Oral (ODF) and buccal films (MBF) can be effective aids in the fight against severe pain. Once placed on or under the tongue, the thin ODF strips dissolve quickly and the active ingredient is released. MBF adhere to the oral mucosa and release the active ingredient. First, a polymer matrix containing active ingredients is produced in a special coating process. The PMK production and packaging machines then convert the polymer matrix into strips and package the films into individual pouches. Camera systems carefully monitor every step.
During web conversion, the films are cut length- and crosswise. Typical ODFs are rectangular between two and ten square centimeters in size. MBFs usually have rounded corners for better comfort inside the mouth. A flexo printer, for example, then imprints the active ingredient content and the product name. This is where the first of three image processing modules is used. It checks whether the imprint is correct and easy to read for the patient.
“The challenge is that 1,050 parts per minute pass through the machine at maximum speed. That means almost 18 parts per second,” says Hartwig Sauer, Department Leader Vision Systems at Harro Höfliger. “During this short period of time, we have to take a picture of each product, evaluate it and send the result to the machine control system.” If the camera detects a faulty imprint, the products are marked virtually and ejected at the end of the machine.
“More than half of our machines require camera controls.“Hartwig Sauer, Department Leader Vision Systems at Harro Höfliger
Not a millimeter too small
For the flawless products, the next step is to pack them in 50 x 50 millimeter pouches, primarily made of child-resistant packaging material. To this end, the films are transferred to the lower packaging material web. A camera checks whether the product has the correct geometry – i.e. the exact length, width and contour – and is positioned in the center. If the product were positioned in the sealing area, the pouch would not seal and close properly. In addition, the films are checked for possible contamination by particles, product or packaging material residues.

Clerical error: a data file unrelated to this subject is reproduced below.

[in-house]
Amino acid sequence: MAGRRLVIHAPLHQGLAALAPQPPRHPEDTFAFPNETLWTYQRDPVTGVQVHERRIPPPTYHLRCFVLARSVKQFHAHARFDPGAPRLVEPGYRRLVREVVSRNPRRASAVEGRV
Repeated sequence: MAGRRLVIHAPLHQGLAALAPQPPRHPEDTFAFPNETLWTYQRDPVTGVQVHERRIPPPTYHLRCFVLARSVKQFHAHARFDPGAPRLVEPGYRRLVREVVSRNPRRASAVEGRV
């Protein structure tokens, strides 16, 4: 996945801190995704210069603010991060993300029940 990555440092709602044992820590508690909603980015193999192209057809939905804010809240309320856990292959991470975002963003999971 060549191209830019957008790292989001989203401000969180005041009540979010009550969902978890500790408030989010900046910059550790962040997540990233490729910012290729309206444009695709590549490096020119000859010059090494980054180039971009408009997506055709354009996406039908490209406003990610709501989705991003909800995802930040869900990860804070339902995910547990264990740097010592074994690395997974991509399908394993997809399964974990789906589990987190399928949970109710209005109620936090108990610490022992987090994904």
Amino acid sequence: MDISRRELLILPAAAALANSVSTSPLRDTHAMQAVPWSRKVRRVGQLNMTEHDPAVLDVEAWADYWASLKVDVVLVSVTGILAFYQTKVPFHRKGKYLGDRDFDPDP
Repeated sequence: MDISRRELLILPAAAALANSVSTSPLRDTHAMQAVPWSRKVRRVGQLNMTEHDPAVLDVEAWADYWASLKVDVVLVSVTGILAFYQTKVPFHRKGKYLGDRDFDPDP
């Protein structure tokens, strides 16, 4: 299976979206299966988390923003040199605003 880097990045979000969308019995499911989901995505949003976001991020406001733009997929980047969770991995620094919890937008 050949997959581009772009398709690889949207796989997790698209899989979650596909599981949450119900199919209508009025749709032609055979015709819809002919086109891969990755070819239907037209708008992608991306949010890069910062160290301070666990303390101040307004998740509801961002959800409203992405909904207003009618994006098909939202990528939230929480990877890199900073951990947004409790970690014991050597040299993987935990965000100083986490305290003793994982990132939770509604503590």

Prior to sealing, the packaging material web is also printed with a batch number, expiration date and a 2D data matrix code. A third camera station checks for correct printing. “Since these films are often used in pain therapy, it is especially important that all information is accurate and legible. No mistakes can be made here,” explains Sauer.
Researching the future
Accuracy and process monitoring are also important for other forms of packaging. “More than 50 percent of our machines require camera controls,” says Sauer. “We used to work with external companies, but then our customers always had two different contacts.”
This is now in the past. For the last six years, Harro Höfliger has had its own image processing department. In the camera laboratory, 17 application engineers examine which camera light color and wavelength can be used to best map specific features for subsequent examination of the required test criteria with complex image processing software. They are also conducting research into future technologies such as thermal imaging and deep learning. “In the future this will enable our machines to detect errors better and faster to further improve exact production of medication.”
Photos: Helmar Lünig, Janine Kyofsky, shutterstock.com/Lyudmyla Ishchenko